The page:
Dare to Dream was the first main game I had the pleasure of playing for the blog, and it was quite the enjoyable experience, too. However, I am unsure how it will (and should) fare in our PISSED rating because it’s a shareware game, meaning its production values aren’t exactly triple A even by the standards of 1993.
Puzzles & Solvability:
Dare to Dream is clearly a plot-centered game which means its main focus is not on its puzzles. There aren’t a whole lot of situations I’d call puzzles at all, to be honest – a lot of pixel-hunting to find items and exits, sure, but the rest can mostly be brute-forced by trying everything on everything. When there are actual puzzles (like the roadblock in part 2 and the early game of part 3) they are usually nicely done and rewarding – except for the dreaded fish-as-key puzzle in part 1. The game is not incredibly difficult because it is quite dependent on narrative beats. That’s not a bad thing but nobody will be surprised that it doesn’t score higher than about average in the puzzle category: 4.
Like the old saying goes: teach a fish to pick a lock… (from lparchive.org)
Interface & Inventory:
The Dragon’s Plight is clearly the point of reference for this category as this game’s predecessor which used a very similar interface. The “intelligent cursor” works quite well once again and the casual design of the inventory makes it feel way ahead of its time. The design is a bit tighter than in The Dragon’s Plight but that’s not really enough to go higher here: 6.
The largely unnecessary help function (from mobygames.com)
Story & Setting:
This is a bold game tackling issues of loss, trauma, and depression. Each setting of the three episodes is vastly different from both of the others, emphasising the change from a rather harmless nightmare to a horrifying backstory. Episode 3 is the most successful – the setting is varied and constantly interesting; it reminded me positively of Zork III. Dare to Dream is light years ahead of The Dragon’s Plight and this must be one of its strongest categories: 7.
First story blurb (from mobygames.com)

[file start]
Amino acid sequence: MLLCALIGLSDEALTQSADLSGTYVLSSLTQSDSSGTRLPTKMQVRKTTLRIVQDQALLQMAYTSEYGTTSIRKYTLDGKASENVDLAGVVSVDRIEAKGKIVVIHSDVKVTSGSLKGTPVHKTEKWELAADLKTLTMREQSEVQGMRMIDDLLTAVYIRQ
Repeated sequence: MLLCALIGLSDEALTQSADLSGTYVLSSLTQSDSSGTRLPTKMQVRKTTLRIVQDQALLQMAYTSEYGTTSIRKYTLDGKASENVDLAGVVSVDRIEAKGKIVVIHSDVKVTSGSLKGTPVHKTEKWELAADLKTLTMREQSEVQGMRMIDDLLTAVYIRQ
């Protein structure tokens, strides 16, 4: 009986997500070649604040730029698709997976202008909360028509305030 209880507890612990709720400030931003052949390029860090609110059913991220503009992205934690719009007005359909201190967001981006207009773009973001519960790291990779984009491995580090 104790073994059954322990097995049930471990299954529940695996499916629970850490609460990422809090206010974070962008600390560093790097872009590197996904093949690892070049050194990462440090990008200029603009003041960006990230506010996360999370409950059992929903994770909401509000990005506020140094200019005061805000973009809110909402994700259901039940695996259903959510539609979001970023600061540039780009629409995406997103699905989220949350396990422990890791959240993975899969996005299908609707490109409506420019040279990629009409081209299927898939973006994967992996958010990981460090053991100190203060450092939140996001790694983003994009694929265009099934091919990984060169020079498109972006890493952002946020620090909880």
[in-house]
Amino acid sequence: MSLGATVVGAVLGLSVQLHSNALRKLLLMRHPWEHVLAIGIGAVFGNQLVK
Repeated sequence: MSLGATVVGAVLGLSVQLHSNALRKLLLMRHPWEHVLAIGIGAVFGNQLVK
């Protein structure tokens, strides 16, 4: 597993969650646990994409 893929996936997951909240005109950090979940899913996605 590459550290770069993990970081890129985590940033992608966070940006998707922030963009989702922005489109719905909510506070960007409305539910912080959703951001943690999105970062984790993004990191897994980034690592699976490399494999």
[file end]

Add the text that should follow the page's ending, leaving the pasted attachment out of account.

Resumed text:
Sound & Graphics:
If Windows 3.1 is your thing you will love this. I don’t care too much about graphics being state of the art as long as they are beautiful in their own way. This kind of applies to Dare to Dream. With some silly exceptions (most of them can be found in the first episode) the images are evocative and interesting. Still, most of them aren’t so pretty. The soundtrack is good although it’s a bit repetitive. Let’s be honest for a moment: Day of the Tentacle came out in 1993, too. Compared to that this looks and sounds archaic. For a shareware game it’s a respectable effort. Let’s say 4 points.
Sam & Max they ain’t (from mobygames.com)
Environment & Atmosphere:
This is another category in which Dare to Dream really shines. The three episodes make for a very varied experience and the atmosphere sucked me in from the beginning despite the cartoonish character portraits. That said, the second episode is kind of silly at times but the third episode more than makes up for it. All things considered, the game is effective, and thus successful: 6.
What do you mean “our education system sucks”? (from mobygames.com)
Dialogue & Acting:
No acting, of course, but there are some dialogue options. Those are simple matters of choosing all of the options to get all of the info and many of them are a bit silly. While the room descriptions are very well-written the dialogues only really get better in episode 3. Speaking of 3...
Don’t ask me ‘cause I don’t know why. (from mobygames.com)
50 points seem quite accurate. It’s a lovely experience but far from perfect as an adventure game. Dare to Dream is WAY better than its predecessor and has a lot of features (especially in its story and its atmosphere) that will be staples of adventure games only much later. Although I’m usually not one for remakes I’d like to see a new version of this made up like a contemporary indie game. It could be a real treat. MorpheusKitami guessed exactly the right score and gets the CAPs – which I’m quite happy about since he likes the game so much. Speaking of CAPs…
150 CAPs for Will Moczarski
- Blogger Award – 100 CAPs – For playing and blogging about Dare to Dream
- Classic Blogger Award – 50 CAPs – For playing and blogging about Lucifer’s Realm
80 CAPs for MorpheusKitami
- Classic Blogger Award – 50 CAPs – For playing and blogging about The Kristal
- Premonition Award: 10 CAPs for guessing the correct score.
- Co-Author’s Award: 20 CAPs for long and insightful comments that almost make up a post of their own.
10 CAPs for Laukku
- Psychic Prediction Award: 10 CAPs for making the closest guess for The Kristal
10 CAPs for Mariano
- Starstruck Award: 10 CAPs for finding something good to say about The Kristal albeit in a slightly roundabout way.
10 CAPs for ShaddamIVth
- True Colours Award: 10 CAPs for supporting emotional openness in adventure games.